Most Funders Can’t Wave a Magic Wand

Funders face enormous pressures. Many people expect them to save the world. I know because I’m guilty of setting those goals for them and challenging them to lead the change. Funders have a unique role and, in many cases, can influence policy, people and how partners work together to save the world.

And yet.

Funders are human. They can get discouraged. Worn out. Jaded. So it was with interest that I read “Curiosity a Catalyst for Personal Renewal, Community Transformation” by Andy Carroll of Exponent Philanthropy. He makes some great points about how foundation staff members can become more engaged with the community to overcome fatigue, and about persisting social issues that we can’t seem to solve. While I agree with Carroll that it is helpful for funders to spend 20% of their time out in the community, and/or taking 12 hours each month to go out and talk with people, I also think it’s important to set expectations. Regardless of with whom the funder is interacting, the other party should know that the goal is simply to listen. Maybe the funder will learn something and a new idea will spark, but there has to be an expectation that the conversation will not necessarily lead to new funding.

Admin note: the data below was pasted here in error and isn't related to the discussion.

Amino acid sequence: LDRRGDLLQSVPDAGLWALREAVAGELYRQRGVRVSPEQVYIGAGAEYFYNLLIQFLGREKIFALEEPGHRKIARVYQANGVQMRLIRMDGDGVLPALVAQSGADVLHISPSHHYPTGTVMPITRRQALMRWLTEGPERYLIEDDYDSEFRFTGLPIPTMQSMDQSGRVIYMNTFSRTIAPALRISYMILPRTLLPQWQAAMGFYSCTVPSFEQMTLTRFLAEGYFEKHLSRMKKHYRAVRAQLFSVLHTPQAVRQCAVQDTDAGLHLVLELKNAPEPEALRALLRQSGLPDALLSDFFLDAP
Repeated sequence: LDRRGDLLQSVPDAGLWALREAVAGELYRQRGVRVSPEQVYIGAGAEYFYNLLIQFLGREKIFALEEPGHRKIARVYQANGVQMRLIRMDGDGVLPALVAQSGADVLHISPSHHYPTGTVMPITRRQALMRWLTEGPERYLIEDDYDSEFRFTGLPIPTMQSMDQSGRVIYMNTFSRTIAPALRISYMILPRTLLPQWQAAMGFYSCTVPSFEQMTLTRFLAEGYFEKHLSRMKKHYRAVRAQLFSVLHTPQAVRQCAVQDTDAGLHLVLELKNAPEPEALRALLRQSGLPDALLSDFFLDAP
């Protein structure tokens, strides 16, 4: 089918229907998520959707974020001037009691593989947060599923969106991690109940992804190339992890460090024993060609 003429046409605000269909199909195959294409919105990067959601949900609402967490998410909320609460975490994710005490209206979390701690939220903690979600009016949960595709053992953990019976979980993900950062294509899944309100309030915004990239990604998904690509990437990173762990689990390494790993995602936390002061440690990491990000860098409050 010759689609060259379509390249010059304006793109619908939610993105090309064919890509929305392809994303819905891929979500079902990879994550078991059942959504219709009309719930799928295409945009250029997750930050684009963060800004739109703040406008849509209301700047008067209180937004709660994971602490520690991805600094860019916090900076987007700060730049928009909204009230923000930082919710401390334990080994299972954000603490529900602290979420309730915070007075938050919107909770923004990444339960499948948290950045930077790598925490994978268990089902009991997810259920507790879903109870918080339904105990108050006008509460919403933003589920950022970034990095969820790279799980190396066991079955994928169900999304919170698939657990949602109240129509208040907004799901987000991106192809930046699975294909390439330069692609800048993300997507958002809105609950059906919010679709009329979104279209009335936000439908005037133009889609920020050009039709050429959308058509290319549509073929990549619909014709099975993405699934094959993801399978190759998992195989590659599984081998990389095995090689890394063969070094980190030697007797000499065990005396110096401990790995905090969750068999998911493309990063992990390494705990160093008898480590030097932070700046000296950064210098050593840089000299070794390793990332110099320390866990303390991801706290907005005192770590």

I say this because of my past experience. As a “youngster” working at a nonprofit in the late ‘90s, my organization sent me to monthly community meetings. No one told me, but I eventually figured out that the reason I attended these meetings was because they were convened by a funder and led by a local, influential businessman. When I eventually became a nonprofit Executive Director, I prioritized meetings where I knew funders would be present – even if I didn’t have anything substantive to add to the conversation (which is embarrassing to admit!). Thus, as funders go out and about in the community, it’s important for them to explicitly set expectations. And, at the same time, it’s important for nonprofit representatives and other stakeholders who have “skin in the game” to remember that funders often have limited resources, and can’t wave a magic wand to solve all the world’s problems. In fact, they probably hear more about all of the problems then the rest of us, and likely feel unable to do as much as they want. That can be overwhelming, frustrating and draining. So let’s go easy on them, and try a more collaborative approach. Then we just might make some significant progress.

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